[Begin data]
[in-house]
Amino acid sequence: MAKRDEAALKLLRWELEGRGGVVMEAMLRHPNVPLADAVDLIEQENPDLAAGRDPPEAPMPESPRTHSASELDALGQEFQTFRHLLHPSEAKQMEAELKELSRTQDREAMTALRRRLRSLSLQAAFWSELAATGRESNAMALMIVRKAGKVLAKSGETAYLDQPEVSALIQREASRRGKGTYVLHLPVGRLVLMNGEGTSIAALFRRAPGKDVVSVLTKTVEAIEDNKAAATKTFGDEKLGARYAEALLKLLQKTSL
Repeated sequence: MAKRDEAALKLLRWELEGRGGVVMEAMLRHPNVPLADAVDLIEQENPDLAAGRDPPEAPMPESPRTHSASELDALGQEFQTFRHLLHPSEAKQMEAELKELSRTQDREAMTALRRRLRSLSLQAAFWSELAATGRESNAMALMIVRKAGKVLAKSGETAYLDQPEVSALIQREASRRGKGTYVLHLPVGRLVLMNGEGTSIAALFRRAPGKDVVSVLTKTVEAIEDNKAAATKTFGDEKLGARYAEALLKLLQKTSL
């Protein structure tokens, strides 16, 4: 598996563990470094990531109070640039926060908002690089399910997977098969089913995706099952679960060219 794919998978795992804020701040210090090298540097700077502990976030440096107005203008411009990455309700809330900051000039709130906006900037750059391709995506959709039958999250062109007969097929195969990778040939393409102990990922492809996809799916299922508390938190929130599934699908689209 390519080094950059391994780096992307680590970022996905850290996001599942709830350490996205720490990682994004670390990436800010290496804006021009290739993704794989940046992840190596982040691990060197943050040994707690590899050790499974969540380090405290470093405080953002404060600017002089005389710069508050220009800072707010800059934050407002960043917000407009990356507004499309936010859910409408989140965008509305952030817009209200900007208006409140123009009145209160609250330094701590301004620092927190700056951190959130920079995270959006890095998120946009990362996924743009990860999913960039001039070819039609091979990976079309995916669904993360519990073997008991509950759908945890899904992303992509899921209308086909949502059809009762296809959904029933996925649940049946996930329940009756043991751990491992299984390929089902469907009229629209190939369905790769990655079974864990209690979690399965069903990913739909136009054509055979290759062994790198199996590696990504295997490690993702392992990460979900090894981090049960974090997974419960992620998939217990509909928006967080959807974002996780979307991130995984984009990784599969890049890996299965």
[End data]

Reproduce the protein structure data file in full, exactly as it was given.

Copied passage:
[in-house]
Amino acid sequence: MAKRDEAALKLLRWELEGRGGVVMEAMLRHPNVPLADAVDLIEQENPDLAAGRDPPEAPMPESPRTHSASELDALGQEFQTFRHLLHPSEAKQMEAELKELSRTQDREAMTALRRRLRSLSLQAAFWSELAATGRESNAMALMIVRKAGKVLAKSGETAYLDQPEVSALIQREASRRGKGTYVLHLPVGRLVLMNGEGTSIAALFRRAPGKDVVSVLTKTVEAIEDNKAAATKTFGDEKLGARYAEALLKLLQKTSL
Repeated sequence: MAKRDEAALKLLRWELEGRGGVVMEAMLRHPNVPLADAVDLIEQENPDLAAGRDPPEAPMPESPRTHSASELDALGQEFQTFRHLLHPSEAKQMEAELKELSRTQDREAMTALRRRLRSLSLQAAFWSELAATGRESNAMALMIVRKAGKVLAKSGETAYLDQPEVSALIQREASRRGKGTYVLHLPVGRLVLMNGEGTSIAALFRRAPGKDVVSVLTKTVEAIEDNKAAATKTFGDEKLGARYAEALLKLLQKTSL
């Protein structure tokens, strides 16, 4: 598996563990470094990531109070640039926060908002690089399910997977098969089913995706099952679960060219 794919998978795992804020701040210090090298540097700077502990976030440096107005203008411009990455309700809330900051000039709130906006900037750059391709995506959709039958999250062109007969097929195969990778040939393409102990990922492809996809799916299922508390938190929130599934699908689209 390519080094950059391994780096992307680590970022996905850290996001599942709830350490996205720490990682994004670390990436800010290496804006021009290739993704794989940046992840190596982040691990060197943050040994707690590899050790499974969540380090405290470093405080953002404060600017002089005389710069508050220009800072707010800059934050407002960043917000407009990356507004499309936010859910409408989140965008509305952030817009209200900007208006409140123009009145209160609250330094701590301004620092927190700056951190959130920079995270959006890095998120946009990362996924743009990860999913960039001039070819039609091979990976079309995916669904993360519990073997008991509950759908945890899904992303992509899921209308086909949502059809009762296809959904029933996925649940049946996930329940009756043991751990491992299984390929089902469907009229629209190939369905790769990655079974864990209690979690399965069903990913739909136009054509055979290759062994790198199996590696990504295997490690993702392992990460979900090894981090049960974090997974419960992620998939217990509909928006967080959807974002996780979307991130995984984009990784599969890049890996299965």